Ideas, passionately promoted and put to the test—that’s what politics can be. That’s what our country can be. It can be a confident America, where we have a basic faith in politics and leaders. It can be a place where we’ve earned that faith. All of us as leaders can hold ourselves to the highest standards of integrity and decency. Instead of playing to your anxieties, we can appeal to your aspirations. Instead of playing the identity politics of “our base” and “their base,” we unite people around ideas and principles. And instead of being timid, we go bold.

We don’t resort to scaring you, we dare to inspire you. We don’t just oppose someone or something. We propose a clear and compelling alternative. And when we do that, we don’t just win the argument. We don’t just win your support. We win your enthusiasm. We win hearts and minds. We win a mandate to do what needs to be done to protect the American Idea.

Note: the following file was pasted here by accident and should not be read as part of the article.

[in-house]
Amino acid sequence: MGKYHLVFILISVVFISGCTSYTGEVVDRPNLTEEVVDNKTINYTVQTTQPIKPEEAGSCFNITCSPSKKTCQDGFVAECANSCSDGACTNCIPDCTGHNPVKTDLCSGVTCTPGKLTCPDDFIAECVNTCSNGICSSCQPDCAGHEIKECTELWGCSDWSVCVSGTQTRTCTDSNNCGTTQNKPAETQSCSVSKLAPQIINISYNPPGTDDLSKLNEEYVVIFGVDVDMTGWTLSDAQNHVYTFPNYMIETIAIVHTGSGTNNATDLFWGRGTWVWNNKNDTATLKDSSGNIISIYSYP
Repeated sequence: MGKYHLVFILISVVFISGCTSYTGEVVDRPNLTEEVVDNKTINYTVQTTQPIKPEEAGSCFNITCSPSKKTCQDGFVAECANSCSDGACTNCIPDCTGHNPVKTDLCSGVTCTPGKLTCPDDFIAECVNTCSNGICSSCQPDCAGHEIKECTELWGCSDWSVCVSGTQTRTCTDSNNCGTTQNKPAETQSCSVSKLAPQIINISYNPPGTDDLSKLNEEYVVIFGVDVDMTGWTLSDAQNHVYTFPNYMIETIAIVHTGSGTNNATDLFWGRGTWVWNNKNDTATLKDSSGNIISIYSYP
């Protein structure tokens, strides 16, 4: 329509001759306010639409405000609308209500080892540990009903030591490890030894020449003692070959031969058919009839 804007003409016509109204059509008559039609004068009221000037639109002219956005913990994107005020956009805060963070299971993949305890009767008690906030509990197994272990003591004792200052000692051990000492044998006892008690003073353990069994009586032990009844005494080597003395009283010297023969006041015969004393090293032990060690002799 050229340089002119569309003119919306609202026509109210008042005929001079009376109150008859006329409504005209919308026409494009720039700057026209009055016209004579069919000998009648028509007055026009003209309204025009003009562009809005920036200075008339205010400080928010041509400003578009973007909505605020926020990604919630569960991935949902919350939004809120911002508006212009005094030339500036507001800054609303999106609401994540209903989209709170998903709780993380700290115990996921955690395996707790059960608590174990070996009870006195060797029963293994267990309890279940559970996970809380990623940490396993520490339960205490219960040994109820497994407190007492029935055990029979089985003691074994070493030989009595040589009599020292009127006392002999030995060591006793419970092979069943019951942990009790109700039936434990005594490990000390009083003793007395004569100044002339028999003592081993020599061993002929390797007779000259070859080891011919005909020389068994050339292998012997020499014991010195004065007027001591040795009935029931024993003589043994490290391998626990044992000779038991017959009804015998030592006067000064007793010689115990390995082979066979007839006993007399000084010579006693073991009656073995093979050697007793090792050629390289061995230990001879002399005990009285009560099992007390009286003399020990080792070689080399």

In a confident America, we also have a basic faith in one another. We question each other’s ideas—vigorously—but we don’t question each other’s motives. If someone has a bad idea, we don’t think they’re a bad person. We just think they have a bad idea. People with different ideas are not traitors. They are not our enemies. They are our neighbors, our coworkers, our fellow citizens. Sometimes they’re our friends. Sometimes they’re even our own flesh and blood, right? We all know someone we love who disagrees with us politically, or votes differently.

But in a confident America, we aren’t afraid to disagree with each other. We don’t lock ourselves in an echo chamber, where we take comfort in the dogmas and opinions we already hold. We don’t shut down on people—and we don’t shut people down. If someone has a bad idea, we tell them why our idea is better. We don’t insult them into agreeing with us. We try to persuade them. We test their assumptions. And while we’re at it, we test our own assumptions too.